Date Published: February 7, 2019
Publisher: Public Library of Science
Author(s): Dominic Bown, Antonio Belli, Kasim Qureshi, David Davies, Emma Toman, Rachel Upthegrove, Soraya Seedat.
Assault is the third most common cause of traumatic brain injury (TBI), after falls and road traffic collisions. TBI can lead to multiple long-term physical, cognitive and emotional sequelae, including post-traumatic stress disorder (PTSD). Intentional violence may further compound the psychological trauma of the event, in a way that conventional outcome measures, like the Glasgow Outcome Scale (GOS), fail to capture. This study aims to examine the influence of assault on self-reported outcomes, including quality of life and symptoms of PTSD.
Questionnaire were completed by 256 patients attending a TBI clinic, including Quality of Life after Brain Injury (QOLIBRI) and PTSD checklist (PCL-C). Medical records provided demographics, clinical data and aetiology of injury. Subjective outcomes were compared between assault and other causes.
Of 202 patients analysed, 21% sustained TBI from assault. There was no difference in severity of injuries between assault and non-assault groups. No relationship was found between self-reported outcomes and TBI severity or GOS. The assault group scored worse in all self-reported questionnaires, with statistically significant differences for measures of PTSD and post-concussion symptoms. However, using threshold scores, the prevalence of PTSD in assaulted patients was not higher than non-assault. After adjusting for age, ethnicity and the presence of extra-cranial trauma, assault did not have a significant effect on questionnaire scores. Exploratory analysis showed that assault and road traffic accidents were associated with significantly worse outcomes compared to falls.
Quality of life is significantly related to functional and psychological outcomes after TBI. Assaulted patients suffer from worse self-reported outcomes than other patients, but these differences were insignificant when adjusted for demographic factors. Intentionality behind the traumatic event is likely more important than cause alone. Differences in quality of life and other self-reported outcomes are not reflected by the Glasgow Outcome Scale. This information is useful in arranging earlier and targeted review and support.
Traumatic brain injury (TBI) is a traumatically induced disruption of brain function, manifesting as loss of consciousness or memory, alteration in mental and/or focal neurological deficits. TBI is a leading cause of death and disability in both developing and developed countries . The incidence of TBI varies between 150–300 cases per 100,000 population per year , and is associated with younger age and male gender . The three most common causes of TBI are falls, road traffic collisions (RTC) and assault, with assaults accounting for around 18% of all cases in western populations, and around 40% of cases for younger patients . TBI due to assault is also strongly associated with being male, substance misuse, low income, and minority ethnicity [2–4]. While TBI mortality has reduced by 30–40% in recent years , more victims are surviving with multiple chronic sequelae. Patients may develop post-concussion syndrome (PCS), characterised by physical symptoms, including headaches; cognitive problems, such as difficulty concentrating; and emotional issues, like irritability .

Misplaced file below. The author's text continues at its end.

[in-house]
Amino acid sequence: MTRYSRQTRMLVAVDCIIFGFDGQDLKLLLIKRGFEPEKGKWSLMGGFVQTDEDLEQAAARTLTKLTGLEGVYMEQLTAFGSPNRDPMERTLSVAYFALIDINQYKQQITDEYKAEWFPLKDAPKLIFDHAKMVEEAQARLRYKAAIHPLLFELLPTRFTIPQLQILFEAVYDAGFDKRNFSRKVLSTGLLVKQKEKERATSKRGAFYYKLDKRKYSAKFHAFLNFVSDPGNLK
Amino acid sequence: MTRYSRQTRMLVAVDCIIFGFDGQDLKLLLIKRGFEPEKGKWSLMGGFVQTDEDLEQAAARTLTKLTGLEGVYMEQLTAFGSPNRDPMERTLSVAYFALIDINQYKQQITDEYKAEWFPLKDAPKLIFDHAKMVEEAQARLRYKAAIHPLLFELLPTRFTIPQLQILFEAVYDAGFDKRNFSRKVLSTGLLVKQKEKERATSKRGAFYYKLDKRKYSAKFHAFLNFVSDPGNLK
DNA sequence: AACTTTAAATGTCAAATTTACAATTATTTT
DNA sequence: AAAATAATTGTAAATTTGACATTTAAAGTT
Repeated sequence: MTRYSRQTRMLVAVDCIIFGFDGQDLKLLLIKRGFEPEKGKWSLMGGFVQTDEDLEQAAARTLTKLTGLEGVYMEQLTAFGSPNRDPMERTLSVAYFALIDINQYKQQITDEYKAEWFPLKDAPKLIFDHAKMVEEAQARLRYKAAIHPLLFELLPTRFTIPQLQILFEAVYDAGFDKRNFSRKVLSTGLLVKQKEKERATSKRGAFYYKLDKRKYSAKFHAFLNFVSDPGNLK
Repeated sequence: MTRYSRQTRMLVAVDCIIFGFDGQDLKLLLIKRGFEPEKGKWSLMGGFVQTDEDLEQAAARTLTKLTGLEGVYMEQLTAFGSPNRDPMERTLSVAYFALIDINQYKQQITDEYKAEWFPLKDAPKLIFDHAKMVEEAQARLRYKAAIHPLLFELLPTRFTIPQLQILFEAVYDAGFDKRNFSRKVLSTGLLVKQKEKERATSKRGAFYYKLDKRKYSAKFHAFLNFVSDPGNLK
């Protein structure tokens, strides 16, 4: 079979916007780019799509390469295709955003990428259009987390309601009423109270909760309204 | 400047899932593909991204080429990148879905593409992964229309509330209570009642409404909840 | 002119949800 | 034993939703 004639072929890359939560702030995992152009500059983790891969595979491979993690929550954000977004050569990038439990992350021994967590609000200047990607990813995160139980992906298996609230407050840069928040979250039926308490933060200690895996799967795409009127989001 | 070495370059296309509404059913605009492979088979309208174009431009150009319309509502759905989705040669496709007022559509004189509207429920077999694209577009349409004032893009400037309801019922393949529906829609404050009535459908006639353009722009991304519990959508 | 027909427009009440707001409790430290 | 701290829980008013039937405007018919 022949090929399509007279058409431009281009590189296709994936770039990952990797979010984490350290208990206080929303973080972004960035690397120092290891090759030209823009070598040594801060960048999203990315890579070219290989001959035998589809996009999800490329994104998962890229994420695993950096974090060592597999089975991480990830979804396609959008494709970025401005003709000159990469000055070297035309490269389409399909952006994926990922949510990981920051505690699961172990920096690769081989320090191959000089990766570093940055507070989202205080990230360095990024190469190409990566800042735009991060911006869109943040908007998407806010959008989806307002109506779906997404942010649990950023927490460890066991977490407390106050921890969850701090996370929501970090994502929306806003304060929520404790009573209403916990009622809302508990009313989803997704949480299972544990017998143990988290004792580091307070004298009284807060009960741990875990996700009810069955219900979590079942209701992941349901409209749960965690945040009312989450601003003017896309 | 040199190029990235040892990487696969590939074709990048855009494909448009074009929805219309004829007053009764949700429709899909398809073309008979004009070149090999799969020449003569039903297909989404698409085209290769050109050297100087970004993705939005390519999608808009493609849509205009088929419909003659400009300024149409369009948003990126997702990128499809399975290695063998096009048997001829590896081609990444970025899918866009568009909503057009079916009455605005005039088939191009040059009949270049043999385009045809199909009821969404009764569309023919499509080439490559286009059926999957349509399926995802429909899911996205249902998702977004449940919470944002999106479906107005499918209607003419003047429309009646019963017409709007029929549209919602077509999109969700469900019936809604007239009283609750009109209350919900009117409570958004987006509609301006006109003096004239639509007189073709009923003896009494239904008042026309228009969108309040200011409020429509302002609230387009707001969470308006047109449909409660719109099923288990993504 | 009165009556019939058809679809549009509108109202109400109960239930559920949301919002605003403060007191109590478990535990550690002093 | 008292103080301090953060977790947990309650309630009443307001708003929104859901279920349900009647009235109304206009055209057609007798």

This study aims to examine the influence of assault, compared to other aetiologies, on HRQoL, symptoms of post-traumatic stress and other subjective outcomes in victims of TBI.
This is a cross-sectional study of 256 TBI patients attending the multidisciplinary TBI clinic for follow-up review at University Hospital Birmingham NHS Foundation Trust (UHBFT). The study consists of secondary analysis of an anonymised database of all patients who attended between August 2013 and February 2016. UHBFT is a major level-1 trauma centre that provides adult neurotrauma services to the Birmingham urban area and surrounding rural counties, with a catchment population of approximately 4 million. Patients are referred to the TBI clinic from hospitals within the catchment area.
In this cohort, patients who suffered from TBI following assault were younger and less likely to be Caucasian, as expected from previous literature. Assaulted patients showed a possible trend towards worse subjective outcomes in all six questionnaires, with a significant difference in the IES, measuring symptoms of post-traumatic stress, and the first subsection of the RPQ, measuring early symptoms of post-concussion. However, there did not appear to be a significantly greater prevalence of PTSD in the assault group. Self-reported outcomes were independent of TBI severity (GCS) and of objective outcome scores (GOS). Younger patients and non-Caucasian patients scored less favourably, confounding results.
Self-reported outcomes appear independent of TBI severity, and are more sensitive to patients’ needs than objective outcome scores. Assessment of cognitive and psychological function at follow-up is as important as assessing physical function, in order to ensure improvements to HRQoL. Assaulted patients were at a higher risk of developing symptoms of post-concussion and PTSD than all other patients, but this may not correspond with a higher prevalence of PTSD. Assault and RTC were associated with worse outcomes than falls or other causes.